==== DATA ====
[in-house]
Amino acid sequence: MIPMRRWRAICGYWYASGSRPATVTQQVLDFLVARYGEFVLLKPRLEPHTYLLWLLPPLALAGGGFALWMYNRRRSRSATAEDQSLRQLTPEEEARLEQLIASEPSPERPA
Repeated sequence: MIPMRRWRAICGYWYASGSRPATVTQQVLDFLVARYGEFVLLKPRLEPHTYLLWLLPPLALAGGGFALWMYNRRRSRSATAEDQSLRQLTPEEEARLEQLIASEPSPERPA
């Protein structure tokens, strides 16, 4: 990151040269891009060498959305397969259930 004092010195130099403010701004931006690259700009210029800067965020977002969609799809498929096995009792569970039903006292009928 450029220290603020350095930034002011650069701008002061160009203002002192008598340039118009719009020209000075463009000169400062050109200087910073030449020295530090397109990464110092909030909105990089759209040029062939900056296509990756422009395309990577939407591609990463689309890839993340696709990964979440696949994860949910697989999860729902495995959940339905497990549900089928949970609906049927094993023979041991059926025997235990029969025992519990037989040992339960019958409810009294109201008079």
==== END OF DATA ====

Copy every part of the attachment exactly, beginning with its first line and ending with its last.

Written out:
[in-house]
Amino acid sequence: MIPMRRWRAICGYWYASGSRPATVTQQVLDFLVARYGEFVLLKPRLEPHTYLLWLLPPLALAGGGFALWMYNRRRSRSATAEDQSLRQLTPEEEARLEQLIASEPSPERPA
Repeated sequence: MIPMRRWRAICGYWYASGSRPATVTQQVLDFLVARYGEFVLLKPRLEPHTYLLWLLPPLALAGGGFALWMYNRRRSRSATAEDQSLRQLTPEEEARLEQLIASEPSPERPA
């Protein structure tokens, strides 16, 4: 990151040269891009060498959305397969259930 004092010195130099403010701004931006690259700009210029800067965020977002969609799809498929096995009792569970039903006292009928 450029220290603020350095930034002011650069701008002061160009203002002192008598340039118009719009020209000075463009000169400062050109200087910073030449020295530090397109990464110092909030909105990089759209040029062939900056296509990756422009395309990577939407591609990463689309890839993340696709990964979440696949994860949910697989999860729902495995959940339905497990549900089928949970609906049927094993023979041991059926025997235990029969025992519990037989040992339960019958409810009294109201008079």